by Terry Wane Benton
Paul "reasoned" with the Jews for three Sabbaths (Acts 17:2f) from the Scriptures (their own Scriptures). Thus, he started with what both sides agreed was true. The Scriptures had long been settled as true and authoritative to both sides participating in the discussion. The Scriptures would have to be handled accurately. From this authoritative source, Paul was affirming, and the other side was denying that "the Christ (Messiah prophesied in these scriptures) had to suffer." Paul could prove this point by appealing to Isaiah 52-54 and Psalm 22, and also many types and shadows of the Old Testament.
If a person is "reasonable," he will not get mad. He will simply show by a reasonable process that the evidence presented does not prove the proposition affirmed. That is "reasoning." Being "unreasonable" would mean that they refuse to consider and answer the proposition affirmed. Many people don't want to face the facts. They have not prepared themselves to handle things objectively.
The other part of Paul's proposition to these Jews was that the Scriptures also show that the Christ would suffer "and rise again from the dead" (Acts 17:3). Did the Scriptures of the Jews affirm this? Yes! He was suffering for our sins (Isaiah 53), and then His days were "prolonged" (Isaiah 53:10). Also, David affirmed that one would not be left in Sheol (the realm of the dead) nor his flesh see corruption (Psalms 16). Jonah served as a type. He was God's messenger, swallowed into certain death and coming forth in three days. In a sense, Isaac was as good as dead for three days, and God gave him back to Abraham on the third day. So, Paul would easily have a strong case. Reasonable people would have attempted to answer this evidence. Instead, many of the Jews resorted to the mob reaction (Acts 17:5-6) because being reasonable was not their practice. But a "great multitude" (Acts 17:4) of Greeks saw the power of Paul's evidence. They knew the Scriptures were a powerful testimony to Jesus being the Messiah.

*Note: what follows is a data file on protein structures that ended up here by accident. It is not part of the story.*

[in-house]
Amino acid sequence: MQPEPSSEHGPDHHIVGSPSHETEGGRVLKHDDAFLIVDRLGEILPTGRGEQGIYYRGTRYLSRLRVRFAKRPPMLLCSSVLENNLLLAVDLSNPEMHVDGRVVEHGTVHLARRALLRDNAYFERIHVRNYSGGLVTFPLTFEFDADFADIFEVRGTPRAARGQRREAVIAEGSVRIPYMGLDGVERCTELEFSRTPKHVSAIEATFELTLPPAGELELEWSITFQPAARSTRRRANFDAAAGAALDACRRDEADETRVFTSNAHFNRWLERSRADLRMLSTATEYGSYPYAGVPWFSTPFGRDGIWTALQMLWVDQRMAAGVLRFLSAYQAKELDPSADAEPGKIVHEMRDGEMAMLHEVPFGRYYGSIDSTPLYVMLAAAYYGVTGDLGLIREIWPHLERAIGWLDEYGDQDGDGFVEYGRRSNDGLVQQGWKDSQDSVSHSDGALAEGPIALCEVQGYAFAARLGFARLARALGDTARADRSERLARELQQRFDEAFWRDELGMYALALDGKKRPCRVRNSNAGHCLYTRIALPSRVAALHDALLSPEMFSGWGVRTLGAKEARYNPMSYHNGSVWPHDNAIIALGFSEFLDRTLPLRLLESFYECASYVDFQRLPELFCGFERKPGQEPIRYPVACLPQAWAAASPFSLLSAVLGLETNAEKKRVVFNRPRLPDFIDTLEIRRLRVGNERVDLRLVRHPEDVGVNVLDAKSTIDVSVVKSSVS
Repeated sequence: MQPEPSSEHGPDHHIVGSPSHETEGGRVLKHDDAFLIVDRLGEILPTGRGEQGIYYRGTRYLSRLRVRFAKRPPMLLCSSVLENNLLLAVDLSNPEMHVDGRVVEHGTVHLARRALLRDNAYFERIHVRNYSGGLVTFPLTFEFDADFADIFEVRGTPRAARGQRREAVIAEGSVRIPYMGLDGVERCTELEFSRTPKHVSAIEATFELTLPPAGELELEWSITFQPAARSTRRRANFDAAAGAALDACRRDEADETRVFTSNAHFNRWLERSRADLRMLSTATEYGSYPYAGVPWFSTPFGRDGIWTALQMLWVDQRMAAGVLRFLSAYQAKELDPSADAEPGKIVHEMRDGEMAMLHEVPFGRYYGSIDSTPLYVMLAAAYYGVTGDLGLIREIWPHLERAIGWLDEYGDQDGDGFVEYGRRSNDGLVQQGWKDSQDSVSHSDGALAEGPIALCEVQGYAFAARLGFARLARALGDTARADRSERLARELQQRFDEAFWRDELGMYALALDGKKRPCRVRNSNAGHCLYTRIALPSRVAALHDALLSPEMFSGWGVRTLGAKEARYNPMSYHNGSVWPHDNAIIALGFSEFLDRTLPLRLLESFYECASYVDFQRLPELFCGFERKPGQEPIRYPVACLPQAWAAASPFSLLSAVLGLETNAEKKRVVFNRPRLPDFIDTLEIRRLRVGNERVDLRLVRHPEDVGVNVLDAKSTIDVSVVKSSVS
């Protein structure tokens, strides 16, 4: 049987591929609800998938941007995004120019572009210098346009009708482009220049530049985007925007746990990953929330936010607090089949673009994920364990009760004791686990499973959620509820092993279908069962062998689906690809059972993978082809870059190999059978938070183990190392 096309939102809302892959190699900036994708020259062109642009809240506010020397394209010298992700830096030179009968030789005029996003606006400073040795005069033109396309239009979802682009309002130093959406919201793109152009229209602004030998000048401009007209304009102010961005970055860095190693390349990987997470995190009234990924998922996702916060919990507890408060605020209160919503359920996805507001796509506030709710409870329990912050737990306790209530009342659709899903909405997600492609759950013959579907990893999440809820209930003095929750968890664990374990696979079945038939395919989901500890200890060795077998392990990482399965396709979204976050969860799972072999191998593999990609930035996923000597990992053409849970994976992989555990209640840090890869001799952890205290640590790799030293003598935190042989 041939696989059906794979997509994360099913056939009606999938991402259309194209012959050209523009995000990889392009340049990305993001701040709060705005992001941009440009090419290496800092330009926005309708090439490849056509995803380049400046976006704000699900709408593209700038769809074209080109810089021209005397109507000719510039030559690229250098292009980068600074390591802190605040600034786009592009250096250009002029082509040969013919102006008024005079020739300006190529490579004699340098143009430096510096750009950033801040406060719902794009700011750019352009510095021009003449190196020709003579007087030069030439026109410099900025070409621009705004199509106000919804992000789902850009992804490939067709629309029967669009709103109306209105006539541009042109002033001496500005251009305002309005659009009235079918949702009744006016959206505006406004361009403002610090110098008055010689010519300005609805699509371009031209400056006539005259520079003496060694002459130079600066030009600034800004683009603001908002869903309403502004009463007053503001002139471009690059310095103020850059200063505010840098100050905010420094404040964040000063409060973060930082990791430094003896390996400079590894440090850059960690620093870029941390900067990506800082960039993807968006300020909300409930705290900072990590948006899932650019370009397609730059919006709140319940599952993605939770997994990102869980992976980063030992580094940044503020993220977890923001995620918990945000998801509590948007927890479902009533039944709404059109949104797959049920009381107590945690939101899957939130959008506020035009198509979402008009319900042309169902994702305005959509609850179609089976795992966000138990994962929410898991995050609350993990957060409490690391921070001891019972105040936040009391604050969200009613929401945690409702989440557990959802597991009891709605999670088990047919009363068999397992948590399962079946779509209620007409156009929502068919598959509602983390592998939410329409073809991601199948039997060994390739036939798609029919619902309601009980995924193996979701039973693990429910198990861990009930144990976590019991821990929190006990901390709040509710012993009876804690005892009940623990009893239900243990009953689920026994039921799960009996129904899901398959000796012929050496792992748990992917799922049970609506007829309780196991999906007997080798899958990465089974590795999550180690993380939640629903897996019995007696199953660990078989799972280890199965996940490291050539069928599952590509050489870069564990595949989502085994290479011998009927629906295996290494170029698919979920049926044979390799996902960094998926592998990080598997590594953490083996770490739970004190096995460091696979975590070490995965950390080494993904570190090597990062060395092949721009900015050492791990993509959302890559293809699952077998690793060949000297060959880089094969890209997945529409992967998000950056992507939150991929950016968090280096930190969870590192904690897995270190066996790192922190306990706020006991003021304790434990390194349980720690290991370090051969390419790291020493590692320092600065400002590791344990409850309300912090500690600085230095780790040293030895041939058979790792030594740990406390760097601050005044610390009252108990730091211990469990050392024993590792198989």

Reason involves a willingness to hear evidence, test the evidence, and draw a conclusive verdict on its implications. The Old Testament is a Testimony that a Savior and Messiah is coming. The New Testament is a Testimony that the Savior and Messiah have come in Jesus and that we must get ready to meet Him because He is coming again to take true believers home to glory. Have you been reasonable with the evidence?